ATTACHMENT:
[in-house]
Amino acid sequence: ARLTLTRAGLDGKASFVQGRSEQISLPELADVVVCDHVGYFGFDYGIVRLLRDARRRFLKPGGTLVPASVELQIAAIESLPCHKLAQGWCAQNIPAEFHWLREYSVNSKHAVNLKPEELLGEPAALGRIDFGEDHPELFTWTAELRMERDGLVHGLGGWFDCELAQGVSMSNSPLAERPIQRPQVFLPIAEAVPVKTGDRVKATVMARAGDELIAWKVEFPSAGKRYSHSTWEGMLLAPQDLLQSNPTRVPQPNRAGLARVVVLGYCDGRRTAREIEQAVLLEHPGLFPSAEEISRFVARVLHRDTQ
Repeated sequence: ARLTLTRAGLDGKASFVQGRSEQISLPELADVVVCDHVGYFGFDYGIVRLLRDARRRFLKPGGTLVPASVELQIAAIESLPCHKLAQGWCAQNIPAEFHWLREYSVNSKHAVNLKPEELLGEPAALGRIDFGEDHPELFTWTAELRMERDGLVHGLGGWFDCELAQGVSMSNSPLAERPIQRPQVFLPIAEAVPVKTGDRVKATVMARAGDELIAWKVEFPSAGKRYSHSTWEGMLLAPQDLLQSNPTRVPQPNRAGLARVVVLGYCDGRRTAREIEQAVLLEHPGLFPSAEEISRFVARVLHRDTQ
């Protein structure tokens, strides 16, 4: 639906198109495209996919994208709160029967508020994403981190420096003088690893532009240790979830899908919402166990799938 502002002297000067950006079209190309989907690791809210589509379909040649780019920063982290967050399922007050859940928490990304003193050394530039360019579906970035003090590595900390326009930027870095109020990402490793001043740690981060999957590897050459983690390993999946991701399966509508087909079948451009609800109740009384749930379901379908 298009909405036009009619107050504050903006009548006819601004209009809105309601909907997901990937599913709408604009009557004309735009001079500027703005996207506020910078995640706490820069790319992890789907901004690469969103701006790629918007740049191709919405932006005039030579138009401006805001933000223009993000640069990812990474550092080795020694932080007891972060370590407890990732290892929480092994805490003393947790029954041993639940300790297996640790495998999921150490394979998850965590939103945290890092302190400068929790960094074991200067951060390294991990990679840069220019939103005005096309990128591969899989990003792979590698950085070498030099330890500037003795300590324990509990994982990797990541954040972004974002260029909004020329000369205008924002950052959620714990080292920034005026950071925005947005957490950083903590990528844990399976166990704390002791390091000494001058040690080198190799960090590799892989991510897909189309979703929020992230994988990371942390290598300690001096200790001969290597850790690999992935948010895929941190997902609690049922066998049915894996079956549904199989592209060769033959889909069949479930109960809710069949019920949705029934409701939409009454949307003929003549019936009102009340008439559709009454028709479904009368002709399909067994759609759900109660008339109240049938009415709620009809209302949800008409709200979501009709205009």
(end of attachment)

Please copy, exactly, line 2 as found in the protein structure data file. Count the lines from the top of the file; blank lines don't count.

Amino acid sequence: ARLTLTRAGLDGKASFVQGRSEQISLPELADVVVCDHVGYFGFDYGIVRLLRDARRRFLKPGGTLVPASVELQIAAIESLPCHKLAQGWCAQNIPAEFHWLREYSVNSKHAVNLKPEELLGEPAALGRIDFGEDHPELFTWTAELRMERDGLVHGLGGWFDCELAQGVSMSNSPLAERPIQRPQVFLPIAEAVPVKTGDRVKATVMARAGDELIAWKVEFPSAGKRYSHSTWEGMLLAPQDLLQSNPTRVPQPNRAGLARVVVLGYCDGRRTAREIEQAVLLEHPGLFPSAEEISRFVARVLHRDTQ